World Cultural and Natural Heritage in Japan

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1.Japan's Sites inscribed on the World Heritage List


2.Japan's Commitment to the Protection of the World Heritage


3.The Protection of Cultural Properties in Japan

4.Visit Japan!



1. Japan's Sites inscribed on the World Heritage List


Japan has been a State Party to the Convention concerning the Protection of the World Cultural and Natural Heritage (World Heritage Convention) since 1992. The main objectives of this Convention are to identify exceptional sites in the world and to ensure their protection through international cooperation.


Fourteen Japanese sites are inscribed on the World Heritage List, eleven as cultural properties and three as natural properties.


List by order of inscription:

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Buddhist Monuments in the Horyu-ji AreaBuddhist Monuments in the Horyu-ji Area (1993), Cultural Site


The oldest and some of the largest wooden structures in the world.





Shirakami-SanchiShirakami-Sanchi (1993), Natural Site of exceptional natural beauty where threatened species of plants and animals still survive.




YakushimaYakushima (1993), Natural Site


A warm temperate evergreen forest with rich flora of which very old specimens of the “sugi” or Japanese cedar.






Himeji CastleHimeji-jo (1993), or Himeji Castle, Cultural Site


A masterpiece of construction in wood, both for its design and its decoration.





kyotoHistoric Monuments of Ancient Kyoto (Kyoto, Uji and Otsu Cities) (1994), Cultural Site


Many famous temples of Japan are in Kyoto, such as the Kiyomizu-dera, built on a mountainside, the Kinkaku-ji, also knows as "the Golden Pavilion", the Ginkaku-ji, also called "the Silver Pavilion", and the Ryōan-ji , famous for its rock garden, all World Heritage Sites.


ShirakawaHistoric Villages of Shirakawa-go and Gokayama (1995), Cultural Site


Located in Gifu and Tovama Prefectures, these villages have gassho-style houses (traditional house with a steeply sloped thatched roof ), built in a unique style not be found in any other region of Japan.




ItsukushimaItsukushima Shinto Shrine (1996), Miyajima Island, Cultural Site


Shinto Shrine of exceptionnal beauty, perfectly integrated into the natural landscape.





Genbaku domeHiroshima Peace Memorial (Genbaku Dome) (1996), Cultural Site


In 1945, the first nuclear bomb exploded above the dome, now a memorial as well as a symbol of Peace.




Todaiji Temple, NaraHistoric Monuments of Ancient Nara (1998), Cultural Site


Nara was the capital of Japan from 710 to 784. These monuments illustrate a critical period in the cultural and political development of Japan.






NikkoShrines and Temples of Nikko (1999), Cultural Site


Still an active religious place in Tochigi Prefecture, these temples and shrines also represent outstanding artistic value.




Gusuku Sites and Related Properties of theThe Gusuku Sites and Related Properties of the Kingdom of Ryukyu (2000) Cultural Site


These properties represent the typical elements of religious beliefs and activities unique to Ryukyu Islands (Okinawa Prefecture).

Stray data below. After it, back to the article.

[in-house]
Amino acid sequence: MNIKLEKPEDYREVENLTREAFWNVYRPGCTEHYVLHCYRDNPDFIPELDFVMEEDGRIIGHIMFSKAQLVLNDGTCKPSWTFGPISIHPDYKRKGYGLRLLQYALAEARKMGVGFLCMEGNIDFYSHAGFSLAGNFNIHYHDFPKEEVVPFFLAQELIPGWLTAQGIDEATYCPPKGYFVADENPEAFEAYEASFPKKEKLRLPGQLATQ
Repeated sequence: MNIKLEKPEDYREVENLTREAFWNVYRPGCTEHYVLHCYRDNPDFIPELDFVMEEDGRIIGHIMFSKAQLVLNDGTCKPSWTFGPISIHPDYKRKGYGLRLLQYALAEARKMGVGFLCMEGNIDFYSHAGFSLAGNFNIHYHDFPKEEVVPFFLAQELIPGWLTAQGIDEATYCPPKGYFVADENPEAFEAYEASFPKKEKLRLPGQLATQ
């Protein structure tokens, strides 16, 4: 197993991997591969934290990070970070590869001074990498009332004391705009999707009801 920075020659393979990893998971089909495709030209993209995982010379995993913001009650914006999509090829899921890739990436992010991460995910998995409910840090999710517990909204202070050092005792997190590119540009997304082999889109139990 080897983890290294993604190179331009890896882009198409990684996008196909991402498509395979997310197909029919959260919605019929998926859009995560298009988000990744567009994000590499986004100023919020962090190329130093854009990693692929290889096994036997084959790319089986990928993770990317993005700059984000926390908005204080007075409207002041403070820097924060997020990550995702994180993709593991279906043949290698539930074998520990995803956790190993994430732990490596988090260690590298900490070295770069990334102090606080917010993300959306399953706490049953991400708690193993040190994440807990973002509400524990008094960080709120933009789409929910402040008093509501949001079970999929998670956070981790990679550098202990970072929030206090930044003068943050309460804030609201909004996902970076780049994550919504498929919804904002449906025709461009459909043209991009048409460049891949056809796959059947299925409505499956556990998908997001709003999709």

Sacred Sites and Pilgrimage Routes in the Kii Mountain RangeSacred Sites and Pilgrimage Routes in the Kii Mountain Range, and the
Cultural Landscapes that surround them
(2004), Cultural Site


The monuments and sites that form the cultural landscape are a unique fusion between Shinto and Buddhism.





ShiretokoShiretoko (2005), Natural Site


An outstanding example of the
interaction of marine and terrestrial ecosystems.





Iwami GinzanIwami Ginzan Silver Mine and its Cultural Landscape (2007), Cultural Site



Archaeological remains of large-scale silver mines, smelting and refining sites and mining settlements.




Hiraizumi – Temples, Gardens and Archaeological Sites Representing the Buddhist Pure Land (2011) Cultural Site


vestiges of government offices dating from the 11th and 12th centuries when Hiraizumi was the administrative centre of the northern realm of Japan and rivalled Kyoto


Ogasawara Islands (2011) Natural Site


The islands offer a variety of landscapes and are home to a wealth of fauna, including the Bonin Flying Fox, a critically endangered bat, and 195 endangered bird species



See also : The World Heritage List and the World Heritage Convention




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2. Japan's Commitment to the Protection of the World Heritage


The Japanese Government created in 1989 the Fund-in-Trust for the Preservation of the World Cultural Heritage. This Fund finances projects aimed at preserving and restoring monuments, sites, archaeological remains, etc., with a high historical or artistic value. Half of the beneficiary sites are inscribed on the World Heritage List. ( More )



3. The Protection of Cultural Properties in Japan


Japan is also actively involved in the protection of heritage at the national level, and has adopted efficient administrative tools to ensure the legal protection of all forms of cultural heritage and to support cultural activities.

The organization in charge of the implementation of the measures adopted for the protection of the cultural heritage is the Agency for Cultural Affairs .



4. Visit Japan!


You will find tourist information (in particular on the sites inscribed on the UNESCO World Heritage List) on the Homepage of the Japanese National Tourist Organisation as well as on the Website of the Ministry of Foreign Affairs of Japan, section Visiting Japan Links .



Links New window :


More about World Heritage (UNESCO Website)


Japan Endless Discovery (JNTO Website)


World Heritage in Japan



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